A Ladies’ Man Who Is Regular
By Arthur Brenton
Photoplay December 1924, Vol. XXVII Number One
All the girls in Hollywood are mad about him. He is besieged at dances by the most alluring beauties of the screen. At “cat parties” his name ranks with reducing and bobbed hair as the chief topic of conversation. Ingenues and famous scenario writers alike grow ecstatic about his technique at love making and his irresistible way of holding a lady’s hand and his good looks. And yet—The men like him. And when men like a man in spite of the above mentioned handicaps, he is bound to be regular.
It was such a happy combination that gave Wallace Reid his amazing and lasting hold upon the affection of the public, that have combined to make Tommy Meighan the best loved and highest salaried star of today, and that now seems likely to add to the list the name of Ronald Colman, leading man for Lillian Gish in “The White Sister” and “Romola” and in George Fitzmaurice’s latest hit, “Tarnish.”
It doesn’t always follow that a man who is a success with the feminine fans is likewise a riot in his own country of Hollywood. Many a famous screen lover has languished as a wallflower among the feminine portion of the film colony. And the oldest living resident cannot remember when any man has had such an instantaneous personal triumph among them as young Colman.
It seems to have been accomplished without any effort on his part. In fact, he’s just a little embarrassed and slightly annoyed about it and doesn’t always know just what to do. And this is one of the reasons the men like him, of course. Ronald Colman,—they called him ” Mustard” Colman in his school days because his last name is spelled the same as the manufacturer of the famous mustard itself—is an Englishman, with a slight trace of Scotch in his ancestry. He is the type of “black Englishman” not so familiar in this country—his hair is jet and he has the big, black eyes that we associate more with the Italian or Spanish type. But as to temperament, disposition, and tastes he is thoroughly British.
In fact, in spite of his romantic and impetuous good looks, he’s a serious, quiet chap, fond of books and a pipe and interested in politics and sports of all kinds. To him, his work is the first and most important thing on earth. He never takes an important step without a lot of thought. He has a fund of good, solid common sense, and a lot of business ability. Yet no less an authority than George Fitzmaurice declares he registers as much romance as any man on the screen. And in his love scenes his hands are almost as expressive as those of Zasu Pitts, which is saying a lot in Hollywood. Colman is a veteran of the war, though he’s just past thirty. As a boy of twenty just out of Hadleigh-Sussex College, he enlisted in the London-Scottish Regiment when war was declared and was among those who went with the first British Expeditionary Force. He was seriously wounded in the first battle of Ypres, and when he was discharged from the hospital after many months he was placed on detached service.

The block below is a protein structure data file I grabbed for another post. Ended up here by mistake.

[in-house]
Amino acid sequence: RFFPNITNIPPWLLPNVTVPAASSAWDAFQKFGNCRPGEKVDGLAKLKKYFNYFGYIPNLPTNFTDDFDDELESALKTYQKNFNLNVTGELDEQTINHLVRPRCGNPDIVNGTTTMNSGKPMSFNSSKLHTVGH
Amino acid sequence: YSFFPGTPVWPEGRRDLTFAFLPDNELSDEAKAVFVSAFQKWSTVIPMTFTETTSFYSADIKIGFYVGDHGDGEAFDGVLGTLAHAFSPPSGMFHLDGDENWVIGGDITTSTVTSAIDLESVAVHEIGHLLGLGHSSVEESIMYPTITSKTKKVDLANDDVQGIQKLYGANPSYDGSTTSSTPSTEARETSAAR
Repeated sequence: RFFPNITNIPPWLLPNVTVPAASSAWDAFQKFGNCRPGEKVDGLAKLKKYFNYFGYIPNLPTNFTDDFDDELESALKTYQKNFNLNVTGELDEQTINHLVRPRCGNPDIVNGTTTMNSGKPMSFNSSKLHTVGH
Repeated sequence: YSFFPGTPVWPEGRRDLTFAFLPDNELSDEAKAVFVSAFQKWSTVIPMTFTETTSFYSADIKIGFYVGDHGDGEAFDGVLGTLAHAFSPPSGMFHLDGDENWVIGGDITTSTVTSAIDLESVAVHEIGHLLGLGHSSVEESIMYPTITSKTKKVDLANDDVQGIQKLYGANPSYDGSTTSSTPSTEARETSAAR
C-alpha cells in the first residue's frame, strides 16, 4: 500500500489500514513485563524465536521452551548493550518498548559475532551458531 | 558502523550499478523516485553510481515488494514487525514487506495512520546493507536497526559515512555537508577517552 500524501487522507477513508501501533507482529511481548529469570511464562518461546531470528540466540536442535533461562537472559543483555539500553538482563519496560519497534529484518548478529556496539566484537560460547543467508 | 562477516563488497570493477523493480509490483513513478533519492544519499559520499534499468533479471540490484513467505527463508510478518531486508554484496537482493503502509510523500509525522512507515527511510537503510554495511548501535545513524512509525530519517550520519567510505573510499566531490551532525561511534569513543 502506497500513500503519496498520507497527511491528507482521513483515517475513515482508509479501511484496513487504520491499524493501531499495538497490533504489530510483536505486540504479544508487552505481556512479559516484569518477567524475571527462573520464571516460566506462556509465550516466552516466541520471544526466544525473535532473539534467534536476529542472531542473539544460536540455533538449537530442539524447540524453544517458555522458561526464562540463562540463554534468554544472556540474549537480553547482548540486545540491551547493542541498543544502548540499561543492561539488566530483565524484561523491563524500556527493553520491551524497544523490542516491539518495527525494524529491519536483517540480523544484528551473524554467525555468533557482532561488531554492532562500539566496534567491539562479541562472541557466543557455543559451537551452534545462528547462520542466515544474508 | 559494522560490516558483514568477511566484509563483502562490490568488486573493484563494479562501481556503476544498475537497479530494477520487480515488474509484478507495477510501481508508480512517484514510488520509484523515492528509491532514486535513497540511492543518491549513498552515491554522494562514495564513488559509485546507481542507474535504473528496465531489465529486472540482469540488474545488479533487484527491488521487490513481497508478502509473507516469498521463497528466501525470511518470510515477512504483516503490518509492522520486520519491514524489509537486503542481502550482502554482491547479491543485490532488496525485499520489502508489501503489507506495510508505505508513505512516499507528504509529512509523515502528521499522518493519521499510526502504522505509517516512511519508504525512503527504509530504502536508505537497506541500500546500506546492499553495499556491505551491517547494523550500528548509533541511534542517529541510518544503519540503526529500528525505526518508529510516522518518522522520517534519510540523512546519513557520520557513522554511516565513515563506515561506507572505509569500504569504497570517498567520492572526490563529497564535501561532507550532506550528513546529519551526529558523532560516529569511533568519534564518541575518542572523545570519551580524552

He began his career as an actor shortly after the close of the war, playing the Richard Bennett role in “Damaged Goods” in London. He made a big hit, followed by several others, including “The Misleading Lady” and “Little Brother.” When Lillian Gish offered him the leading role opposite her in “The White Sister” he accepted it eagerly. Pictures appealed to him. But when he came to America after completing “The White Sister” he couldn’t get a job on the screen so went back to the stage, supporting Ruth Chatterton in “La Tendresse ” and Fay Bainter in ” East is West.”
With the release of “The White Sister,” critics hailed young Colman with fervent and lengthy praise, and Miss Gish signed him again for the lead in “Romola.” Then George Fitzmaurice brought him to Hollywood to play opposite May McAvoy in “Tarnish.” His ambition in life is to be a director, not an actor, so that he can earn money faster and retire forever as a gentleman farmer. This seems a worthy ambition and has at least the merit of being different.